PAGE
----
Last week I attended the United States Conference on Teaching Statistics. The biennial conference, which took place at Penn State, attracts statistics educators and statistics education researchers from across the world. It was a fantastic conference with keynotes from Jane Watson, Allen Schirm and Ron Wasserstein, John Kruschke, and Kari Lock Morgan.
I cajoled four of my graduate students (Jonathan Brown, Mike Huberty, Chelsey Legacy, and Vimal Rao) to tag along, and it was fun to see them interacting with the people and ideas presented.
Change Agents for Teaching and Learning Statistics (CATALST) was an NSF-funded project from 2008–2012 that developed materials for teaching a radically different introductory statistics course based on randomization and bootstrap methods to provide students a deep understanding of statistical inference (DUE-0814433).
College in the Schools is a concurrent enrollment program in which existing University of Minnesota courses are taught in high schools by high school teachers. All schools wishing to offer a CIS course go through an application process, including an interview and approval by the post-secondary academic department sponsoring the course of any high school teachers who will be teaching the course.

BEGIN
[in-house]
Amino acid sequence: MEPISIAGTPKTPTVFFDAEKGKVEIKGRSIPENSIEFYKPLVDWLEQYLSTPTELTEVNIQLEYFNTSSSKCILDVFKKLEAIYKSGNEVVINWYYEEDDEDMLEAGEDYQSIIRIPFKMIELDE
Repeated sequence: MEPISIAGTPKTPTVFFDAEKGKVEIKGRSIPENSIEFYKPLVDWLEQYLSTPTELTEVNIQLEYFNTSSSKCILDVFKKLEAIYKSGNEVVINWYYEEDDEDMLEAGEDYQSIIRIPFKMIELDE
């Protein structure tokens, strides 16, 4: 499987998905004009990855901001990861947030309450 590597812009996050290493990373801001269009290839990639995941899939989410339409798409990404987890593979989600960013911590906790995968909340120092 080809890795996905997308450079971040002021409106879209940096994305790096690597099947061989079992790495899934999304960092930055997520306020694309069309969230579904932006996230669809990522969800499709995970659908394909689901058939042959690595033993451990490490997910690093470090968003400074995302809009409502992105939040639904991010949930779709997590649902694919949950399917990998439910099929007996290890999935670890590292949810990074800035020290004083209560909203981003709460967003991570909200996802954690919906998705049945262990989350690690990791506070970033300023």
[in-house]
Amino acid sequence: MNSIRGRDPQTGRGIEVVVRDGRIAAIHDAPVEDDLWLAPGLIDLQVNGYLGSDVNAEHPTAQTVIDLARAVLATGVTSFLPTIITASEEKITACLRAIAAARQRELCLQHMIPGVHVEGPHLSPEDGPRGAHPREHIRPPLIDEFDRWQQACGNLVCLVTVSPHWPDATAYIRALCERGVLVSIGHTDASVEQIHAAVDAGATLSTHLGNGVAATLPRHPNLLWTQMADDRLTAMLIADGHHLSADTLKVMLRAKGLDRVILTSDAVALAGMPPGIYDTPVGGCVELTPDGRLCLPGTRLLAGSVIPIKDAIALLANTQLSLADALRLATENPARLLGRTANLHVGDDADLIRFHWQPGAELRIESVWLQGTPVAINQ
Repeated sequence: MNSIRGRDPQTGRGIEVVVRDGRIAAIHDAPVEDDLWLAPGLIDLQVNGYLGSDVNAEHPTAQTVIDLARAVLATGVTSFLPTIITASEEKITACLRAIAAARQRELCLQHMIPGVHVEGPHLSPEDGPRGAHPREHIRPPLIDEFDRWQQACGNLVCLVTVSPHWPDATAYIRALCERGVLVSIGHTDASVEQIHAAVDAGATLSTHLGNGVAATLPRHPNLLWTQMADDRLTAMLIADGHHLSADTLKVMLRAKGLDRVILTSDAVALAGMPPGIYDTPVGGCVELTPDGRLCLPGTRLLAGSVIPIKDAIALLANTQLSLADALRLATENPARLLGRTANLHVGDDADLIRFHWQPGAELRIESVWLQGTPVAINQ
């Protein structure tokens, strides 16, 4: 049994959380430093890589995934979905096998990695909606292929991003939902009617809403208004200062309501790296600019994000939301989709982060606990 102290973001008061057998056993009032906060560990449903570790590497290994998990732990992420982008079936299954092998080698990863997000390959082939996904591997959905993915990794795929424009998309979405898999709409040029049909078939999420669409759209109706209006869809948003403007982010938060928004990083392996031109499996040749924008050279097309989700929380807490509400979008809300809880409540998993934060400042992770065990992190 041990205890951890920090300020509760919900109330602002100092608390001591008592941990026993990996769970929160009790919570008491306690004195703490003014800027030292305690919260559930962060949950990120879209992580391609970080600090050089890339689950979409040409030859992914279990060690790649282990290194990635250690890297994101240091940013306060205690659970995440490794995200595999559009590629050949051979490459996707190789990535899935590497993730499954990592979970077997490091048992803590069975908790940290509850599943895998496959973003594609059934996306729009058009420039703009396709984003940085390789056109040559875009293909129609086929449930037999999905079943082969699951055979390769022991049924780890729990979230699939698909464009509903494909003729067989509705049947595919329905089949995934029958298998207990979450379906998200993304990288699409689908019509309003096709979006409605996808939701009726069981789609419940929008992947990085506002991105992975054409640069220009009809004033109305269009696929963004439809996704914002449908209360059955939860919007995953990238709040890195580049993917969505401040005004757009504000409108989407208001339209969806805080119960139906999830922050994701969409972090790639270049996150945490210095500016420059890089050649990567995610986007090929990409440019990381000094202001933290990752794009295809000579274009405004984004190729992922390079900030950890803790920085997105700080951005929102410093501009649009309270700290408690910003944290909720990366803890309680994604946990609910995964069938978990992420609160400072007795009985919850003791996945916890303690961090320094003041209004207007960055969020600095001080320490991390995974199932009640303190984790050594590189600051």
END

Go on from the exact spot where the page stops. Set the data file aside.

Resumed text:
Since CIS is a concurrent enrollment program, students are enrolled simultaneously in the University of Minnesota course (EPsy 3264: Basic and Applied Statistics) and a course at their high school.
EPsy 3264 is a 3-credit course designed to engage students using a modeling and simulation approach to inference. This course fulfills the Mathematical Thinking component of the Liberal Education requirements at the University of Minnesota. Statistics is more than just an application of mathematics or a methodology used in some other discipline. Statistics is a principled way of thinking about the world. In particular, it is a principled approach to data collection, prediction, and scientific inference.